About a year and a half ago, FICOM made a subtle but impactful rule clarification in B.C.

The regulator stated that lenders must “play an active and substantial role” in creditor life insurance in order for mortgage brokers to be able to sell it to B.C. consumers.

Basically, this means that the lender has to first understand and approve of the creditor life product and its suitability for borrowers. Otherwise, its B.C.brokers would not be considered exempt from insurance licensing requirements.

To the average onlooker this doesn’t sound like a big deal, but it creates real problems:

  1. If a lender hasn’t “effected” (approved) a third-party creditor life product, brokers can’t even talk about it. Clients who need coverage could then overlook it altogether, which could create financial risk for them later on.
  2. If a lender doesn’t effect third-party coverage, its customers typically get pitched inferior in-house creditor life products. That’s the big issue right there. Lender-provided products aren’t portable. That means the customer has to reapply for coverage if they switch lenders. They face higher premiums (sometimes much higher) when they do. If they’ve had health issues since their last mortgage, they may not get covered at all, which is a serious risk.

Most broker lenders have signed on with the largest third-party provider of creditor life in Canada (MPP). But many haven’t. The notable exceptions are certain banks and credit unions who—not coincidentally—have their own creditor life products. Since those products are not portable, they effectively act as retention tools to keep that lender’s customers bound to it.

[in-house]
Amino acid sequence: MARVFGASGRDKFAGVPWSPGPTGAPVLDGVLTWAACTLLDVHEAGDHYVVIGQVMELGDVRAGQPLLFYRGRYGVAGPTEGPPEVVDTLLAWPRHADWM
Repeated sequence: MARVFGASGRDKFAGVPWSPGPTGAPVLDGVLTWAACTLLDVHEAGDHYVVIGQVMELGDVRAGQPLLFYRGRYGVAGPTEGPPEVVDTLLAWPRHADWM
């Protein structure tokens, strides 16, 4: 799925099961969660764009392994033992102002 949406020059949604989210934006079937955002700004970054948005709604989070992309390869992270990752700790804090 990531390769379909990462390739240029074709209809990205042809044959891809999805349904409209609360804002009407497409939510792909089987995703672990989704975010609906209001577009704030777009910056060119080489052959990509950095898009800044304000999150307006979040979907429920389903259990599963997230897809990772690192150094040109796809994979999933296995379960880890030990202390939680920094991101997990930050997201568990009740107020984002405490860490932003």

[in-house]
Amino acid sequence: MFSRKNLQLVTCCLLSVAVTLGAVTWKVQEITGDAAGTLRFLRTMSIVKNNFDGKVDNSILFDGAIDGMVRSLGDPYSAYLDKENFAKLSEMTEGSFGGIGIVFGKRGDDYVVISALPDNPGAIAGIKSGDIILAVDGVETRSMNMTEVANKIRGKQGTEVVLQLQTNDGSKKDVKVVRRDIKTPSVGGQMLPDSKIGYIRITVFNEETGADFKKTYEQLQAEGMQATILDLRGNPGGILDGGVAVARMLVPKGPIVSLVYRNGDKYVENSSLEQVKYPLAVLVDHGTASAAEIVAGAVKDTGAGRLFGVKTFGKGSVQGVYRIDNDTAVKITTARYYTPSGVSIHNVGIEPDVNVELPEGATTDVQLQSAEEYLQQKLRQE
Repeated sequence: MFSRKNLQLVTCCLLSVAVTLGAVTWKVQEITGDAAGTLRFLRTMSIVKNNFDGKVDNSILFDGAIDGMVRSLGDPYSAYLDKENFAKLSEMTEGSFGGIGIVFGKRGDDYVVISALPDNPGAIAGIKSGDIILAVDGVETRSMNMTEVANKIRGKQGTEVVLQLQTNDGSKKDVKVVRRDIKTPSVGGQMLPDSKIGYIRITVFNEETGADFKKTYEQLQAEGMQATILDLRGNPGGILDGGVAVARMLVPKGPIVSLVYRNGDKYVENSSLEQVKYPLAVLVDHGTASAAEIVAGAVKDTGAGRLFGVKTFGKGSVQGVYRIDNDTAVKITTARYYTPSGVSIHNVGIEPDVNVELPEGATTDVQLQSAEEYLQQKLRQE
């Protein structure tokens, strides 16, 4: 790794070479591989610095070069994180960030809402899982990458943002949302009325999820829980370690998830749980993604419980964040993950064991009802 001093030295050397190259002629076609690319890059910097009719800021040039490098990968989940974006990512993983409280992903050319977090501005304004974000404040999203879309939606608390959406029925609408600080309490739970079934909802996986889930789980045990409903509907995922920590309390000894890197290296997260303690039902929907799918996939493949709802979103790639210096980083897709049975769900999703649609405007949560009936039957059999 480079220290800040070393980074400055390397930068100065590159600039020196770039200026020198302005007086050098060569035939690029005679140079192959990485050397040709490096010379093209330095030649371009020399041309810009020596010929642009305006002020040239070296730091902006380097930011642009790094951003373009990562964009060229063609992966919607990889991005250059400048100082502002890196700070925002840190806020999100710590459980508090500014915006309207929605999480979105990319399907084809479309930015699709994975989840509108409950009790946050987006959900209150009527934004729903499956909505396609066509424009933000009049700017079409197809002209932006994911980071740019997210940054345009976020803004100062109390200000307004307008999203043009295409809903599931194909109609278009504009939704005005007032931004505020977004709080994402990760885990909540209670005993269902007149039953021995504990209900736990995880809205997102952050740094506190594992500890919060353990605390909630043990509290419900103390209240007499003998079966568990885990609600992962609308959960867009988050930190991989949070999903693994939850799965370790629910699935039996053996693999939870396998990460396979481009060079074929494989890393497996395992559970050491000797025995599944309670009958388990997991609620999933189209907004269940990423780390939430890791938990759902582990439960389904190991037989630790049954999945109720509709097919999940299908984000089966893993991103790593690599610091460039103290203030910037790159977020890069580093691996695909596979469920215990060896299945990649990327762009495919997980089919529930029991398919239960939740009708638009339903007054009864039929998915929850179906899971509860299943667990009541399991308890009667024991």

We hear that some lenders (like First National and MCAP) have their own C-life products but make third-party products available anyway. They do this to be broker and customer friendly (good on them).

Now, you may be wondering why FICOM has taken the position it has. Here’s what Chris Carter, Deputy Superintendent of Supervision told CMT:

FICOM has undertaken a number of investigations of creditor group insurance (CGI) that stemmed from consumer complaints. Common concerns include aggressive sales practices, inadequate oversight by insurers over CGI distribution, inadequate training of CGI sellers, and lack of creditor involvement in the initiation of a CGI product. The Information Bulletin was issued to address these consumer protection concerns.

When CGI is sold through an exempt channel, including through mortgage brokers, consumers do not have the benefit of advice from a licensed insurance professional to help determine whether the insurance is suitable to their needs. In this environment, FICOM believes that strong oversight and controls by insurers, and creditor involvement in the development of the CGI product, are essential to protect the interests of consumers.  

FICOM’s Bulletin also states that exempt sellers (mortgage brokers) must:

  • ensure that customers understand the voluntary nature of CGI;
  • not engage in tied or coercive selling;
  • not enrolling ineligible customers;
  • provide clear information to customers on terms and conditions; and
  • know when to refer customers to the insurer.

Creditor life is inferior to term life in most cases (not all) and FICOM is clearly trying to protect consumers, which is great. Unfortunately, like many regulations, there are side effects.

FICOM maintains that in British Columbia, creditor life must be “effected” (as FICOM has stipulated) by the creditor under sections 37 and 92 of the Insurance Act. It says its stance does not change existing legislation. Industry groups disagree with that interpretation, however, so expect more wrangling to come on this issue.